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AUTHOR D'Emidio-Caston, Marianne; Crocker, Ellen


TITLE Montessori Education: A Humanistic Approach for the
1990s.
PUB DATE 87
NOTE 21p.
PUF TYPE Reports Research/Technical (143)

EDRS PRICF MFOI/PC01 Plus Postage.


DESCRIPTORS Comparative Analysis; Content Analysis; Emotonal
Experience; Holistic Approach; *Humanistic Education;
Individual Development; *Montessori Method; Relevance
(Education); Self Determination; Social Values;
*Values

ABSTRACT
This study 1Jentifies philosophical and Instructional
values Implicit in the educational thought of Marla Montessori and
compares those values with Shapiro's (1986, 1987) set of humanistic
value principles. Shapiro's 16 value principles, which are derived
from an analysis of 100 works of 89 well-known writers who have been
publicly associated with humanistic education, concern: (1) a process
orientation; (2) self-determination; (3) interpersonal connectedness;
(4) personal relevance; (5) integration of affect and cognition in a
holistic approach; (6) consideration of context; (7) an affective,
experiential bias; (8) innovation; (9) democratic participation; (10)
orientation toward person"_ growth; (11) orientation toward the
intrins_c value of persons; (12) individualism; (13) reality as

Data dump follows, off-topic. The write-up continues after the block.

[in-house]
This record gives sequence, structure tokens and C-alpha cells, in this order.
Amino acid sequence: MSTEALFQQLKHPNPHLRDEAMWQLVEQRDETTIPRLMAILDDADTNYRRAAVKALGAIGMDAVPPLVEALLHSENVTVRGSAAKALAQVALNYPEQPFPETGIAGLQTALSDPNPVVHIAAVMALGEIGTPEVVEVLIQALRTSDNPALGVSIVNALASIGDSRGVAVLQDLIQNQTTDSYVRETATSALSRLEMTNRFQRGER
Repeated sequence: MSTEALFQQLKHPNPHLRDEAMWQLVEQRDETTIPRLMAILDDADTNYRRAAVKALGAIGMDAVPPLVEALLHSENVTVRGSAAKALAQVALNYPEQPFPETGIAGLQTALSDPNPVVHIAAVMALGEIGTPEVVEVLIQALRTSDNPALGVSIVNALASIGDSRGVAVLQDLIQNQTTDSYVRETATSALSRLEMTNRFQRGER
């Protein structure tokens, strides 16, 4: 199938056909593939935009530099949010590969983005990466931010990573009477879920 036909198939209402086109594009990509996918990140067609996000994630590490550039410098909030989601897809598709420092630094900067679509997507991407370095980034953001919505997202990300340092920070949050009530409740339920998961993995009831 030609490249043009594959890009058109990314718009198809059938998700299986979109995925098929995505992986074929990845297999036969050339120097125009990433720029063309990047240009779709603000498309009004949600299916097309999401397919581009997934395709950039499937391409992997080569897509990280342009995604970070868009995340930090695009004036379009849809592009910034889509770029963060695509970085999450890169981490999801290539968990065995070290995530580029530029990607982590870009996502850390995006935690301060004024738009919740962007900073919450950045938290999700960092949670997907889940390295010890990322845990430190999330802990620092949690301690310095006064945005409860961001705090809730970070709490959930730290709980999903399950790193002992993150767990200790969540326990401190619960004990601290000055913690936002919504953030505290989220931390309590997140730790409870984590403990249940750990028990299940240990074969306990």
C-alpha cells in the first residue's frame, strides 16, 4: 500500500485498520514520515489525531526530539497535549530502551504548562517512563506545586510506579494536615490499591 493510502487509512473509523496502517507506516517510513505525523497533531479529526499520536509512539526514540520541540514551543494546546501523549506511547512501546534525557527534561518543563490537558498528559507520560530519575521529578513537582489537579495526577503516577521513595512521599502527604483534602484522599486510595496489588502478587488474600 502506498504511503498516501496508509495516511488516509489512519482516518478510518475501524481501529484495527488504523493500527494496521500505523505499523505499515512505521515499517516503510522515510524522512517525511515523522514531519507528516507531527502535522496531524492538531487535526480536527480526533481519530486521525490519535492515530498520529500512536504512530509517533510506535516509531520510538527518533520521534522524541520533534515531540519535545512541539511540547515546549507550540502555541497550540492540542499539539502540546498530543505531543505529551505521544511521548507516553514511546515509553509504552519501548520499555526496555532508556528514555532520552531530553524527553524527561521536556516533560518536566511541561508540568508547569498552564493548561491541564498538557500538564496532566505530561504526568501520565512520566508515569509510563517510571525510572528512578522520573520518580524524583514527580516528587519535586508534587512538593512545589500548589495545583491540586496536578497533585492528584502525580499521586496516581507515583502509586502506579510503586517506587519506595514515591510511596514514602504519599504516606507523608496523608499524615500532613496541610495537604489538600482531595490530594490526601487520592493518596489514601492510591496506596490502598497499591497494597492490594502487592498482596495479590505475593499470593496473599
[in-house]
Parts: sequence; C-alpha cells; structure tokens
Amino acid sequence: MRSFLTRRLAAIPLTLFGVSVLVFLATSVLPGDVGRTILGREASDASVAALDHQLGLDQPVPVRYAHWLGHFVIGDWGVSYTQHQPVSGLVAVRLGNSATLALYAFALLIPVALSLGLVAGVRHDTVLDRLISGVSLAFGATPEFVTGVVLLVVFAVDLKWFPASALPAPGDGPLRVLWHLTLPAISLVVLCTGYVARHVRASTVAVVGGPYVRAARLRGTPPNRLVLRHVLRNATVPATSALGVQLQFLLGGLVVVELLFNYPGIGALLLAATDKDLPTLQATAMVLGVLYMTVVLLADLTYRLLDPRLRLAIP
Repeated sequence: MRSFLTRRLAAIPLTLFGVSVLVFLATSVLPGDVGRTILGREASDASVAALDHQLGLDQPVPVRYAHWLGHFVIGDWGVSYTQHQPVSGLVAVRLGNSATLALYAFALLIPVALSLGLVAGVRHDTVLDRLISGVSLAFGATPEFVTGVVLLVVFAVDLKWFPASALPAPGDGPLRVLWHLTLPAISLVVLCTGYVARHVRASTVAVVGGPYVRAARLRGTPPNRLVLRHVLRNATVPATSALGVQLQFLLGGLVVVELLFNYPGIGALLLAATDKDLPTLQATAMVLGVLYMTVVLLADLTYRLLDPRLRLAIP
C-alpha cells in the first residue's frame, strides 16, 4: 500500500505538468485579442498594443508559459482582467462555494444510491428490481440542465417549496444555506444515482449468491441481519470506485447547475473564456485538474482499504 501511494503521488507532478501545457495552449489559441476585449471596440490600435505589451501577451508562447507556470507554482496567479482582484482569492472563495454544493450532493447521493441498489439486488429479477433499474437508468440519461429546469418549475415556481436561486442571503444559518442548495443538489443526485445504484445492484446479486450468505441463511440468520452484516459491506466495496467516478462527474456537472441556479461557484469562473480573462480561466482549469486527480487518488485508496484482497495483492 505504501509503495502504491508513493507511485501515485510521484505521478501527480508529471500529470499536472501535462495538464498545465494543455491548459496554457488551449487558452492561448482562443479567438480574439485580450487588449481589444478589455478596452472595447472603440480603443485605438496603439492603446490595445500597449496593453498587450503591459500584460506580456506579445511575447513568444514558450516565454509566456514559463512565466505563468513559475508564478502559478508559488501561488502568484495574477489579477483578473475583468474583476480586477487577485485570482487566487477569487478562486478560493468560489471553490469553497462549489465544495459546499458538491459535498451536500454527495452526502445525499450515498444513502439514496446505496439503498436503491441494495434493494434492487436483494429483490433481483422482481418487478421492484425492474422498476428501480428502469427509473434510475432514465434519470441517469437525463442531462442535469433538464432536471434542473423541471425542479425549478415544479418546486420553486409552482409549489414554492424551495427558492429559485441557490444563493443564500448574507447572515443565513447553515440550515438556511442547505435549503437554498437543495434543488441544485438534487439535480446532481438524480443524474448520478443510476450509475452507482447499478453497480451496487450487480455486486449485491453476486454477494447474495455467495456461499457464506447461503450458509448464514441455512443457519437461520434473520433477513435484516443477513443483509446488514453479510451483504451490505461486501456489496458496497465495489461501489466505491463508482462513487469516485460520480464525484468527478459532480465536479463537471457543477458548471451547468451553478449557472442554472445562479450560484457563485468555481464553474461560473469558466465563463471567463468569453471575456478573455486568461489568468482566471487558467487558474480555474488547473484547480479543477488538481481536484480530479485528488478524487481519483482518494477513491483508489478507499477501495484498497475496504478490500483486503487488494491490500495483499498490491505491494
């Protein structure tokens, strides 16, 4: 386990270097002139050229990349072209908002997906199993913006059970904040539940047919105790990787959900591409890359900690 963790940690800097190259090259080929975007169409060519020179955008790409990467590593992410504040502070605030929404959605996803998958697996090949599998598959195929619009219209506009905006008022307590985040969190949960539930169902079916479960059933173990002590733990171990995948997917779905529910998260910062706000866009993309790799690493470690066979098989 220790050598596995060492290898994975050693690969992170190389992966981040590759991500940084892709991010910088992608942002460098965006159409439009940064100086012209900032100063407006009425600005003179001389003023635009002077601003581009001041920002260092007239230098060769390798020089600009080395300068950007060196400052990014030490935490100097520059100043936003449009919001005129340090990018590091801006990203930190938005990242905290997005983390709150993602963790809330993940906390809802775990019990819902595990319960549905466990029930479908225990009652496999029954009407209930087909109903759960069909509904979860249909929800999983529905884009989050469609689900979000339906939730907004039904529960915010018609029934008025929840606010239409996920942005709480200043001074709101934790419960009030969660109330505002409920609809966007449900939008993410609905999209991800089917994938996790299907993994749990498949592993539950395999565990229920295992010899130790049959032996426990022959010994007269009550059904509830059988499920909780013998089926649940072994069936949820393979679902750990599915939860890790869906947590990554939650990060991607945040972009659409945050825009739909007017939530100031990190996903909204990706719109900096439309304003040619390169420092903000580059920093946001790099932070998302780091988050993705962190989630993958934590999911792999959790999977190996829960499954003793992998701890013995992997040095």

concrete and pragmatic; (14) formative over summative evaluation;
(15) encouragement of diversity and creativity; and (16) the
cultivation of spiritual potential. A content analysis of
Montessori's highly philosophical book, -'The Secret of Childhood,"
yielded 156 value statements that were sorted usin; Shapiro's 16
value principles. Results demonstrate extensive similarity between
Montessori's values and the values of humaristi,7 educators. Each area
of similarity is discussed. (RH)

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* from the original document.


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Title: Montessori Education: A Humanistic Approach for the


1990's.

Short Title: Montessori: An Approach for the '90's.

Authors: Marianne D'Emidio-Caston, MA


Confluent Education Department
School of Education
University of California at Santa Barbara

Ellen Crocker, MA
Conflue ?t Education Department
School of Education
University of California at Santa Barbara

Correspcmeence: Marianne D'Emidio Caston


374 Evonshire,
Santa Barbara, CA, 93111

PERMISSION TO WIPRODUCE THIS


MATERIAL HAS BEEN GRANTED BY

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D` EfiAto &:.AorN
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BEST COPY AvAILABLL
Abstract:

This study identifies and compares Montessori philosophical

and instructional values with Shapiro's (1986a; 1987) set of

Humanistic Value Principles. A content analysis of


Montessori's book, The Secret of Childhood yielded 156 value

statements which have been sorted using Shapiro's sixteen

"Humanistic Value Principles" (1987). Results demonstrate a

strong relationship between Montessori's values and values

of humanistic educators. The similarity of Montessori